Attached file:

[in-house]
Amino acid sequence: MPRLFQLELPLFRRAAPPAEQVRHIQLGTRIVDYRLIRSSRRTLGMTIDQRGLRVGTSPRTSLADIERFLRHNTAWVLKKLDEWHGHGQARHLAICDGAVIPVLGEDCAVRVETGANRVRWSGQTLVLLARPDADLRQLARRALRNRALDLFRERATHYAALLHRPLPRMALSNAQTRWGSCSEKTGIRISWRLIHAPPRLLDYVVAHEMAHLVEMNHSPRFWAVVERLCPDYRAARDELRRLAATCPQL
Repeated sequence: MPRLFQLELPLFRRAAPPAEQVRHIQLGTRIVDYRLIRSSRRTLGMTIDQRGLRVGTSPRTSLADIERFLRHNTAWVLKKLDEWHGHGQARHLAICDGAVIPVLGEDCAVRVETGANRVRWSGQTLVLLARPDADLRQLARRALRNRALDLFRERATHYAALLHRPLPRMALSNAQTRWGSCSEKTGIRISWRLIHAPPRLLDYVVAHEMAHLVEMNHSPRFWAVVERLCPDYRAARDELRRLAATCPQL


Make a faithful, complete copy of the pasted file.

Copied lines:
[in-house]
Amino acid sequence: MPRLFQLELPLFRRAAPPAEQVRHIQLGTRIVDYRLIRSSRRTLGMTIDQRGLRVGTSPRTSLADIERFLRHNTAWVLKKLDEWHGHGQARHLAICDGAVIPVLGEDCAVRVETGANRVRWSGQTLVLLARPDADLRQLARRALRNRALDLFRERATHYAALLHRPLPRMALSNAQTRWGSCSEKTGIRISWRLIHAPPRLLDYVVAHEMAHLVEMNHSPRFWAVVERLCPDYRAARDELRRLAATCPQL
Repeated sequence: MPRLFQLELPLFRRAAPPAEQVRHIQLGTRIVDYRLIRSSRRTLGMTIDQRGLRVGTSPRTSLADIERFLRHNTAWVLKKLDEWHGHGQARHLAICDGAVIPVLGEDCAVRVETGANRVRWSGQTLVLLARPDADLRQLARRALRNRALDLFRERATHYAALLHRPLPRMALSNAQTRWGSCSEKTGIRISWRLIHAPPRLLDYVVAHEMAHLVEMNHSPRFWAVVERLCPDYRAARDELRRLAATCPQL